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The UK gold sovereign is a historic British coin that has been in circulation for more than two centuries but which gold Sovereign coin is the most valuable They have been issued by the Royal Mint since 1817, as 22 carat gold coins having a face value of one pound. Initially, it was well-known as a circulating coin. The gold Sovereign was withdrawn from circulation in 1932.
However, the Royal Mint has continued to issue these coins as bullion coins. which is attractive to collectors and gold investors. The modern-day Sovereign carries a design of St George and the Dragon on the reverse of the coin. This design was created by the famous Italian Engraver, Benedetto Pistrucci and his initials appear on the coin.
The Sovereign is now one of the most sought-after British coins. It is attractive to both investors and numismatists as an investment and a collectable coin.
Due to its long history, the gold Sovereign has been around for more than two centuries. During this time, the coin has seen the reigns of several British monarchs. Having been minted for over 200 years, the gold Sovereign is easily available to investors. However, the value of a gold Sovereign is often decided by its gold content, the age and the condition of the coin. Newer gold sovereigns do not carry hefty premiums.
When the Sovereigns were initially minted in 1817, the gold Sovereign was reintroduced into British coinage, after a long hiatus since 1603. When the Sovereigns were initially minted in 1817, George III was the reigning monarch. Therefore, the coins were produced with an image of his head on the obverse. However, the King died in 1820. So, George III Sovereigns were struck for the duration of only three years.
There were other factors that led to limited mintage produced during these years. The coin failed to win popularity at the time and there was a lack of demand. By 1819, only a little more than 3500 were being produced. There was talk of gold being discontinued as a metal used for coinage. This was another factor that contributed to the low numbers being manufactured.
The British gold Sovereign has witnessed the rule of several monarchs. George IV acceded to the throne in 1820 and now the Sovereigns were produced with his image. William IV became King in 1830 and once again, a new Sovereign was introduced. However, his reign was short-lived and ended in 1837 with his death. It was now the start of the Victorian era and by 1838, the ‘shield back’ Sovereign was being minted regularly at the Royal Mint.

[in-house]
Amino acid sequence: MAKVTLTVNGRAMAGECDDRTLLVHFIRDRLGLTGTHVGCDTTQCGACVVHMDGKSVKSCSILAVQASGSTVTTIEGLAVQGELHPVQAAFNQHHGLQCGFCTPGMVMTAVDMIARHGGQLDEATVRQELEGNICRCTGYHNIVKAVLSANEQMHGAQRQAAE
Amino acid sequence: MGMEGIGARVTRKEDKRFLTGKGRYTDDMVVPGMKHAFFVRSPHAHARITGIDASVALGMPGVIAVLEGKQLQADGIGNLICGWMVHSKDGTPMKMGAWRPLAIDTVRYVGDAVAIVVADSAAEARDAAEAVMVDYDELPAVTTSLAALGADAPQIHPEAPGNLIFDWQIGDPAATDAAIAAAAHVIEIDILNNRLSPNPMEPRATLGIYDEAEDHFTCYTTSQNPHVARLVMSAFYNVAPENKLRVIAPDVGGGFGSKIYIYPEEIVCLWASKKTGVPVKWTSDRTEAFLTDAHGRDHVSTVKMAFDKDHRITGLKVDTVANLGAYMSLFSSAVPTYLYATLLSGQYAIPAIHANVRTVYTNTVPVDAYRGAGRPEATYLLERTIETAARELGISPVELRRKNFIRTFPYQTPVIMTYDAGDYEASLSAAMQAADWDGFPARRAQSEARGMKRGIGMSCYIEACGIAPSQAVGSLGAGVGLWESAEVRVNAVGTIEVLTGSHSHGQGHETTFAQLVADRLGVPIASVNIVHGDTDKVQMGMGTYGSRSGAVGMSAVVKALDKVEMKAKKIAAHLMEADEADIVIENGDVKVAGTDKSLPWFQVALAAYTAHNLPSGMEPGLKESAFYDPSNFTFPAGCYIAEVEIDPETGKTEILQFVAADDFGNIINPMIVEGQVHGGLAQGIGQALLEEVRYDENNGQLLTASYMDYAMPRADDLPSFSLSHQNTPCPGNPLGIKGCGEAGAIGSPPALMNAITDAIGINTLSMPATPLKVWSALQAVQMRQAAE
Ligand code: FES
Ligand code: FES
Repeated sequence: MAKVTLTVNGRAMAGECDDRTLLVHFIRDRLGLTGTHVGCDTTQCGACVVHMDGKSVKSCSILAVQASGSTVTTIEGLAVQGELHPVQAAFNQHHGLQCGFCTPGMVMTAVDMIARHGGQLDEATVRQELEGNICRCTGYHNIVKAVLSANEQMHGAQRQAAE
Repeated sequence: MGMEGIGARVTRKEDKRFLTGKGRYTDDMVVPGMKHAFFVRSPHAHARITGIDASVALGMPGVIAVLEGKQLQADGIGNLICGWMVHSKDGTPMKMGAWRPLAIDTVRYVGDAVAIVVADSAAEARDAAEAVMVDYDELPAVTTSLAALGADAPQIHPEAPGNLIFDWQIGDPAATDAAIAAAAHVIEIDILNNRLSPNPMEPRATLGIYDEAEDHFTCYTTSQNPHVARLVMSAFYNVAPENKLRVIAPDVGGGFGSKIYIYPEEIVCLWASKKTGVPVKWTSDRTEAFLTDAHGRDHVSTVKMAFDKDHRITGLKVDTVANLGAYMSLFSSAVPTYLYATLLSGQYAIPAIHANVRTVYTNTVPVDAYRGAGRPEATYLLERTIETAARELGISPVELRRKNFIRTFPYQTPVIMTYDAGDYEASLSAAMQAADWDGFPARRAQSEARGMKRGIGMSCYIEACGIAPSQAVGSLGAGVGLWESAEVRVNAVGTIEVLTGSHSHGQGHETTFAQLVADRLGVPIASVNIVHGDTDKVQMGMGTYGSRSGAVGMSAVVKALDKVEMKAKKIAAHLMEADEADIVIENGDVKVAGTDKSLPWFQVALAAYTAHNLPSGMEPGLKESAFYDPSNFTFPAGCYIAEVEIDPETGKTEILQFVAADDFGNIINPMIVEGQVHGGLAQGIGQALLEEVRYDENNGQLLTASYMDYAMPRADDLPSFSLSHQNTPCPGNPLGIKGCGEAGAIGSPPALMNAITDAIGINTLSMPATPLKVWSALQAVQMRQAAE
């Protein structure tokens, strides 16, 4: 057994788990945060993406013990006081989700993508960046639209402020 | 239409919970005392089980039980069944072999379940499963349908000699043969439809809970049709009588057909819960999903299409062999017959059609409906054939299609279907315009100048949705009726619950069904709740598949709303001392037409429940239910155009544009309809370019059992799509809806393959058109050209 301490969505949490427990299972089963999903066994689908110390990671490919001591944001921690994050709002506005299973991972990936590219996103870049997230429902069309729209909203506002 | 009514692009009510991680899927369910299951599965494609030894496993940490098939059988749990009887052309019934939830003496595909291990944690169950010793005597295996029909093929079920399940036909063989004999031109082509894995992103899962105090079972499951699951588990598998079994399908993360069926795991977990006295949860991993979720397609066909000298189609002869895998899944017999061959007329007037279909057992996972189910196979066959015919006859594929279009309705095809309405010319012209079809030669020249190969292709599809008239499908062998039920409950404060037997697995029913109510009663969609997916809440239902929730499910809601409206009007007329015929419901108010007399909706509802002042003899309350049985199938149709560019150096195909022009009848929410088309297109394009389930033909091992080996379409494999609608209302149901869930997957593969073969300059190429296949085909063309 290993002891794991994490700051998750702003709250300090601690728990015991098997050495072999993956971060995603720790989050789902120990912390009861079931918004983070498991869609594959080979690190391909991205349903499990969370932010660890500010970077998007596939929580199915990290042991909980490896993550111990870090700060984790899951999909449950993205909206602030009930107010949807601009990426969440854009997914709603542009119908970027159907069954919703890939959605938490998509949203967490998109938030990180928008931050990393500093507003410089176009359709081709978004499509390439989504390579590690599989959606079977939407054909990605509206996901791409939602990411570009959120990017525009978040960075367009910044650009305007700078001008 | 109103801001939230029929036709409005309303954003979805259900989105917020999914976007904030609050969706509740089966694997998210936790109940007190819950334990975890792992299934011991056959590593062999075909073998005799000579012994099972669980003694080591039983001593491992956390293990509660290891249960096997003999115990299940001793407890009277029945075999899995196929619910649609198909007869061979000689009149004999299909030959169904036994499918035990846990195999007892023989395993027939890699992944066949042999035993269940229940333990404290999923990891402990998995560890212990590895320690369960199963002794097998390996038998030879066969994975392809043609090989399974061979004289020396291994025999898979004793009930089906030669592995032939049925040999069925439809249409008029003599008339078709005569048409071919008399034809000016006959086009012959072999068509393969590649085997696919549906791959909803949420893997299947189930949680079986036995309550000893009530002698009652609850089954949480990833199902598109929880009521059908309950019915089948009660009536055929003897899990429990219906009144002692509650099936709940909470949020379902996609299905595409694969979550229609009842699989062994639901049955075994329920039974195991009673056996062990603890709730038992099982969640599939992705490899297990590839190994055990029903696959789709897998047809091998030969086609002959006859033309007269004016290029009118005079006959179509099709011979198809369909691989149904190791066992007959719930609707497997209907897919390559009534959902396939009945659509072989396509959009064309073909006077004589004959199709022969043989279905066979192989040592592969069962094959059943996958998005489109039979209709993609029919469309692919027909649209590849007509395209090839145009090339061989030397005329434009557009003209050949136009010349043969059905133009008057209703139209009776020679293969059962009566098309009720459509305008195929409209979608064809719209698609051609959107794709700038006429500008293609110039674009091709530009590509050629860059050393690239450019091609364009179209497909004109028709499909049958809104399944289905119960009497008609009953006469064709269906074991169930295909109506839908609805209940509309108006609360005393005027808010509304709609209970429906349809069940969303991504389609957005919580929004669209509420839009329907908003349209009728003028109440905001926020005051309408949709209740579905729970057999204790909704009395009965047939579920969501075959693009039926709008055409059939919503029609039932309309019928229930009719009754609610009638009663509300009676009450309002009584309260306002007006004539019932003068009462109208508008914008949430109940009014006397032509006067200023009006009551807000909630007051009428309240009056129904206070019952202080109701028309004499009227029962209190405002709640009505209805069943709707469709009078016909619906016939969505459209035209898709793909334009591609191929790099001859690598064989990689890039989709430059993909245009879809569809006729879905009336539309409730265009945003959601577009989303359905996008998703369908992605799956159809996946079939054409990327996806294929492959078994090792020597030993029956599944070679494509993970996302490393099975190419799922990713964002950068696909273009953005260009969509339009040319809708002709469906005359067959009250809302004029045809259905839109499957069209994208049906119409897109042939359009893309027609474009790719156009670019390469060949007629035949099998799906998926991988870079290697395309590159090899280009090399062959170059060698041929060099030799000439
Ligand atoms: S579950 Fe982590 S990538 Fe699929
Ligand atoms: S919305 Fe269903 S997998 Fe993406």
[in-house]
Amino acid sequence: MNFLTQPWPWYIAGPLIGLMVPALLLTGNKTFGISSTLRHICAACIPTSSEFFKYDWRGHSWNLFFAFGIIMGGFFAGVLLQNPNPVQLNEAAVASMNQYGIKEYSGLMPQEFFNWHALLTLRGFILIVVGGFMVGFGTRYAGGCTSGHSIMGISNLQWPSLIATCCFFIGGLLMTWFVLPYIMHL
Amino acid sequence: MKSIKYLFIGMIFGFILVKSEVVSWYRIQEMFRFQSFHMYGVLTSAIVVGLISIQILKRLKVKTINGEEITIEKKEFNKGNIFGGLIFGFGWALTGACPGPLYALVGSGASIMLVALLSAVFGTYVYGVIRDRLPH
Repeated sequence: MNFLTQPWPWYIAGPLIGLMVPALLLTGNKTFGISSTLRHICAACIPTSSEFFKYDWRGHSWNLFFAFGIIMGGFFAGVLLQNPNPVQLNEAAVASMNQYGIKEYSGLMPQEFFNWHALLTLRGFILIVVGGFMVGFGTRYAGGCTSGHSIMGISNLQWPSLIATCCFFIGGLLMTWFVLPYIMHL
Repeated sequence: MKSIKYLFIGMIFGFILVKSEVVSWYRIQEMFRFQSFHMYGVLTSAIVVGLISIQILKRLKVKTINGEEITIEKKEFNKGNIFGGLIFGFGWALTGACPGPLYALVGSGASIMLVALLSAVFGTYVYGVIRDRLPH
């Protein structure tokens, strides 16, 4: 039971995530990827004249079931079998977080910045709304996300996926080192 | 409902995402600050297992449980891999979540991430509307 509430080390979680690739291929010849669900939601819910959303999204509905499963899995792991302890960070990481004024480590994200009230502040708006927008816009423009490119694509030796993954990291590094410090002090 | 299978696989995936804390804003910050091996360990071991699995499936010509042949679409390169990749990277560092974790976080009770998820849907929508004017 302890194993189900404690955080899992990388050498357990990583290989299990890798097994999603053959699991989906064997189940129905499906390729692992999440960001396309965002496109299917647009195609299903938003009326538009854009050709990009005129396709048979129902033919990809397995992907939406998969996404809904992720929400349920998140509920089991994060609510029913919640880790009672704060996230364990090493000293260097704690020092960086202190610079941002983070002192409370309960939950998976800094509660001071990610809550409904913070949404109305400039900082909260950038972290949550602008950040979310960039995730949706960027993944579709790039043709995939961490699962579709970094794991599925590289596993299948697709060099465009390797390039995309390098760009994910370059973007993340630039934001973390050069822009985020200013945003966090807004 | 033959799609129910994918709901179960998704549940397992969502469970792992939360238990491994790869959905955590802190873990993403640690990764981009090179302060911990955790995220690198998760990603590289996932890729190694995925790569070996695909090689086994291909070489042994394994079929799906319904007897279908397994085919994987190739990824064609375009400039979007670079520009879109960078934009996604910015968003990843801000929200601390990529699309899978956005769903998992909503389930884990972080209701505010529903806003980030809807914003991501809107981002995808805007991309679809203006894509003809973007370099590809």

On the other hand, Victorian gold Sovereigns can fetch a much higher value due to their increasing scarcity. It was during the reign of Queen Victoria that the Sovereign gained worldwide popularity. The reign of Queen Victoria witnessed issues of three gold Sovereigns – the Young Head, the Jubilee Head and Old Head.
From 1842, a massive re-coinage operation was undertaken that lasted three years. New quality control measures ensured that the coin was produced to a high standard and distributed across the world. Of course, these coins featured an image of the young head of Queen Victoria. Of the commonly traded and readily available bullion Gold Sovereigns, the Young Head Victoria tends to be the most valuable with prices around £300 each.
The price of a Sovereign can also vary according to demand and the type of investors. For example, a private buyer may often pay a higher price for a gold Sovereign that was issued in a particular year.
Of the commonly traded and readily available bullion Gold Sovereigns, the Young Head Victoria tends to be the most valuable with prices around £300 each. Proof and rarer modern Sovereigns can also fetch higher prices like the Elizabeth II third head which trades around £400.
By 1890, all gold coins prior to the Victorian era were recalled by the government and the demonetisation came into effect in 1891. This is another reason why early Sovereigns are scarce today.
Let’s take a look at gold Sovereigns that have fetched record prices. George III Sovereigns have proved to be the most valuable due to their scarcity, with one fetching £186,000 at auction.
The sovereign was discontinued during the start of the First World War in 1914. In 1937, a proof set of Sovereigns were created for the reign of Edward VIII. They were never released as the King abdicated in 1938. These are considered to be very rare and one of them fetched £516,000 at an auction in 2014, this was subsequently sold to a collector for 1,000,000 pounds in 2020.
Needless to say, the gold sovereign remains one of the most collectable coins in the world today and brings joy to generations of investors and collectors alike.
At Physical Gold, we specialise in the best gold bullion coins, such as gold Sovereigns and gold Britannias. Whether you’re a collector or an investor building a gold portfolio, we’d be happy to hear from you. Get in touch with us by visiting our website at www.physicalgold.com
Image credit: Wikimedia Commons
Daniel Fisher formed physical Gold in 2008, after working in the financial industry for 20 years. He spent much of that time working within the new issue fixed income business at a top tier US bank. In this role, he traded a large book of fixed income securities, raised capital for some of the largest government, financial, and corporate institutions in the world and advised the leading global institutional investors. Daniel is CeFA registered and is a member of the Institute of Financial Planning.